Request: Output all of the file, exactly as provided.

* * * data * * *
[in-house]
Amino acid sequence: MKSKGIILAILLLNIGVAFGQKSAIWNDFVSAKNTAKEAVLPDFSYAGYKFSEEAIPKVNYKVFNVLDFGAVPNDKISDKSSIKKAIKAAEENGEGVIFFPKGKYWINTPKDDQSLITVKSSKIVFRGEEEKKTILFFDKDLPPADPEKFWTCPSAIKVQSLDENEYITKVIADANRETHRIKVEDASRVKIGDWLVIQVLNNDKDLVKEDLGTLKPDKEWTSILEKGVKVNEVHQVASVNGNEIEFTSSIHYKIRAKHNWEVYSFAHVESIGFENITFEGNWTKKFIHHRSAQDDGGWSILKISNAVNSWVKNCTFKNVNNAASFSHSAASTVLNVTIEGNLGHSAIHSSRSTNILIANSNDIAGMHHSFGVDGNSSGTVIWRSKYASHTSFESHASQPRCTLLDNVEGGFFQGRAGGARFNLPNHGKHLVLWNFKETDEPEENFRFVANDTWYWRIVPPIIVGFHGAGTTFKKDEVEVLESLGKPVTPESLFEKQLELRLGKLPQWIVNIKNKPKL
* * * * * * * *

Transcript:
[in-house]
Amino acid sequence: MKSKGIILAILLLNIGVAFGQKSAIWNDFVSAKNTAKEAVLPDFSYAGYKFSEEAIPKVNYKVFNVLDFGAVPNDKISDKSSIKKAIKAAEENGEGVIFFPKGKYWINTPKDDQSLITVKSSKIVFRGEEEKKTILFFDKDLPPADPEKFWTCPSAIKVQSLDENEYITKVIADANRETHRIKVEDASRVKIGDWLVIQVLNNDKDLVKEDLGTLKPDKEWTSILEKGVKVNEVHQVASVNGNEIEFTSSIHYKIRAKHNWEVYSFAHVESIGFENITFEGNWTKKFIHHRSAQDDGGWSILKISNAVNSWVKNCTFKNVNNAASFSHSAASTVLNVTIEGNLGHSAIHSSRSTNILIANSNDIAGMHHSFGVDGNSSGTVIWRSKYASHTSFESHASQPRCTLLDNVEGGFFQGRAGGARFNLPNHGKHLVLWNFKETDEPEENFRFVANDTWYWRIVPPIIVGFHGAGTTFKKDEVEVLESLGKPVTPESLFEKQLELRLGKLPQWIVNIKNKPKL